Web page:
Scientists have uncovered a vast, thousand-mile-long river hiding below the frozen cover of the Greenland. The subterranean river is thought to transport water from central region of Greenland to the northern coast.
Researchers from Hokkaido University, a Japanese national university and the University of Oslo mapped the bedrock beneath Greenland. They presented their study at the American Geophysical Union (AGU) annual meeting. Researchers created computer simulations to explore the valley at different depths. This way they were able to survey the valley and discover how the river might’ve been created by glacial melt.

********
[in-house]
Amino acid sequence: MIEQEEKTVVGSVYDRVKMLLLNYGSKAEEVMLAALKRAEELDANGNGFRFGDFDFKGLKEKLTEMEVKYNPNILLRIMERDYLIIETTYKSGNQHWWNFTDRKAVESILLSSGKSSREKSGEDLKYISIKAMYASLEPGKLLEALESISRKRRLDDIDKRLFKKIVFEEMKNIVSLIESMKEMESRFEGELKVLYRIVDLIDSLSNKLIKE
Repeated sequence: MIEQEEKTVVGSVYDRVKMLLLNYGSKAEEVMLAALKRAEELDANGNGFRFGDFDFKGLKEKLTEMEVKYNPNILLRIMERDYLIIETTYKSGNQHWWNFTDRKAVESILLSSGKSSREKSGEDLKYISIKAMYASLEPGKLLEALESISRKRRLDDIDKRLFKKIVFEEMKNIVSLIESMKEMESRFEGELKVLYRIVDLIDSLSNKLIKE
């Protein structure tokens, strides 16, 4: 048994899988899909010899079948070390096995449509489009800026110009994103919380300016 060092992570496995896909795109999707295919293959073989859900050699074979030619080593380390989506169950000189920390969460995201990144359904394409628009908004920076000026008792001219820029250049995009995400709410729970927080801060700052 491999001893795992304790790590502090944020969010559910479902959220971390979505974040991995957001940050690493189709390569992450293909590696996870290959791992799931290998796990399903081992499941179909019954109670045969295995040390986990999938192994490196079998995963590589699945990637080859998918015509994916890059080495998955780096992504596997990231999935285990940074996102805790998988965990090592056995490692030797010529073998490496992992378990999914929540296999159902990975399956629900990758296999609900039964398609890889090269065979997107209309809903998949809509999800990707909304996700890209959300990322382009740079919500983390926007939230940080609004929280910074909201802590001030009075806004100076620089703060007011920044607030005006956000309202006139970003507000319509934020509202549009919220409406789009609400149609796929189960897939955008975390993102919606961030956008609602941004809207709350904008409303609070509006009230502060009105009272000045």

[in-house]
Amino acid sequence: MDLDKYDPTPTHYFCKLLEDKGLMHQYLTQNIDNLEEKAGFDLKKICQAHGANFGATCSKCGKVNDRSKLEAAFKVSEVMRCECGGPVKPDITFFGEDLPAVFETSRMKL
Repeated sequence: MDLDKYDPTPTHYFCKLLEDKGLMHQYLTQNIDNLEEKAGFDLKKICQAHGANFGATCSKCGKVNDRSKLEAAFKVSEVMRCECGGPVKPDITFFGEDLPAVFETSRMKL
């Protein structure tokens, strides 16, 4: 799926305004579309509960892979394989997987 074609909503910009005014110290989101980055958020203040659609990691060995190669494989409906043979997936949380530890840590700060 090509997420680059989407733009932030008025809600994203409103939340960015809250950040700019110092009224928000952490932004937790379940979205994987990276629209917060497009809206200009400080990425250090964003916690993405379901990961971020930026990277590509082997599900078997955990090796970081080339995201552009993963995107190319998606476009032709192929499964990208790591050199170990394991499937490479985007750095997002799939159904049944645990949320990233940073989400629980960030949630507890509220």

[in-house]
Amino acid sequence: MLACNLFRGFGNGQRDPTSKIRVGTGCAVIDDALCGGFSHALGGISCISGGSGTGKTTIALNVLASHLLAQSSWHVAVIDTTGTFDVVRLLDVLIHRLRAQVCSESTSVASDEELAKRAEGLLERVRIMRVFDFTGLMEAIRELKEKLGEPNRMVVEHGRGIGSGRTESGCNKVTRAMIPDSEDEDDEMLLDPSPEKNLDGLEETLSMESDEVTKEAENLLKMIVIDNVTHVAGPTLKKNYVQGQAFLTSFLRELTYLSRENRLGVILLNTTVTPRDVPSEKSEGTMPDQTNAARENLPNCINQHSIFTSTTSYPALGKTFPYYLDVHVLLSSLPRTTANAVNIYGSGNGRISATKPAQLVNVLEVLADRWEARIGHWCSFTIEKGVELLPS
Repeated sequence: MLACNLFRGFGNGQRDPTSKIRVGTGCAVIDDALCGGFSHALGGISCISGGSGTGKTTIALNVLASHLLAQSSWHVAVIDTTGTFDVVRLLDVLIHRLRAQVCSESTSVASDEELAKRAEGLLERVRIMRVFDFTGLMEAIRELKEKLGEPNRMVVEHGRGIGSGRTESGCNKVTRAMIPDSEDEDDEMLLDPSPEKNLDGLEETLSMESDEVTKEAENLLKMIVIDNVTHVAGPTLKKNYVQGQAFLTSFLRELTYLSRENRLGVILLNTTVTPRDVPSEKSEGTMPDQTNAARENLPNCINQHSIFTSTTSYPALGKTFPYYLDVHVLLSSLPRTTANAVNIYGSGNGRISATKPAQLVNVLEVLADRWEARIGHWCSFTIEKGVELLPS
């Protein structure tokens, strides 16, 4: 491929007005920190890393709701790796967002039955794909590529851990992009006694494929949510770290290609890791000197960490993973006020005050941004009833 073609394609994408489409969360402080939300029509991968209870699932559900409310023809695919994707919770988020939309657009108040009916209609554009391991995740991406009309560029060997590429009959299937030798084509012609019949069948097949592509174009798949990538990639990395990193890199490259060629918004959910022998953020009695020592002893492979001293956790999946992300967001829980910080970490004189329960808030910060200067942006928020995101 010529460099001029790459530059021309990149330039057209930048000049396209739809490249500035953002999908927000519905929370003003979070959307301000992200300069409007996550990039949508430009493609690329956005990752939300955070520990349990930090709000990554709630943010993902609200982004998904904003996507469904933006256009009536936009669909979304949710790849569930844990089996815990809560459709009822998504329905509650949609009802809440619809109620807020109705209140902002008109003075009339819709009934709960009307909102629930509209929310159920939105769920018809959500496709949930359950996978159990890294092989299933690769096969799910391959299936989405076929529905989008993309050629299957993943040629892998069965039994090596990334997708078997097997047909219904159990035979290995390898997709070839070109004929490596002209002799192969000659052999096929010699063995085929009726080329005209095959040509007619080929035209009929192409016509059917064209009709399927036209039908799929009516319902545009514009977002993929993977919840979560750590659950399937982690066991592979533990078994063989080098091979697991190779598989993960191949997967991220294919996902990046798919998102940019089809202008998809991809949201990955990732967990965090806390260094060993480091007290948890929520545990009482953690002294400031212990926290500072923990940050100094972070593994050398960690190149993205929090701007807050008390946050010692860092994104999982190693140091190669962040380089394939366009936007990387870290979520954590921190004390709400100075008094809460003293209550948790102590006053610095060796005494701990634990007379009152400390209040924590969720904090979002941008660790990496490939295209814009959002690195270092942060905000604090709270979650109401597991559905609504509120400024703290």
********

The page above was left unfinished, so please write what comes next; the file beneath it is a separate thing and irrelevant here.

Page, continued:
Christopher Chambers, a researcher at Hokkaido University explained that the results from Radar maps showed that the valley floor was extremely level at depths of 980 feet and 1,640 feet (300 meters and 500 meters) below the surface. He clarified that this feature is highly unusual for such a long stretch. So it could either be a spot with active erosion or sediment deposition, such as a river.
Researchers initially modeled the valley digitally and then removed the blocks of missing data. When researchers digitally filled in the gaps in the radar images of the valley, they simulated a river flow in the valley.
Author of the study, Christopher Chambers from Hokkaido University explained, “Eventually if you get it deep enough — minus 500 meters [1,640 feet] — the water is now flowing the entire length along the valley and then exiting at Petermann Fjord.”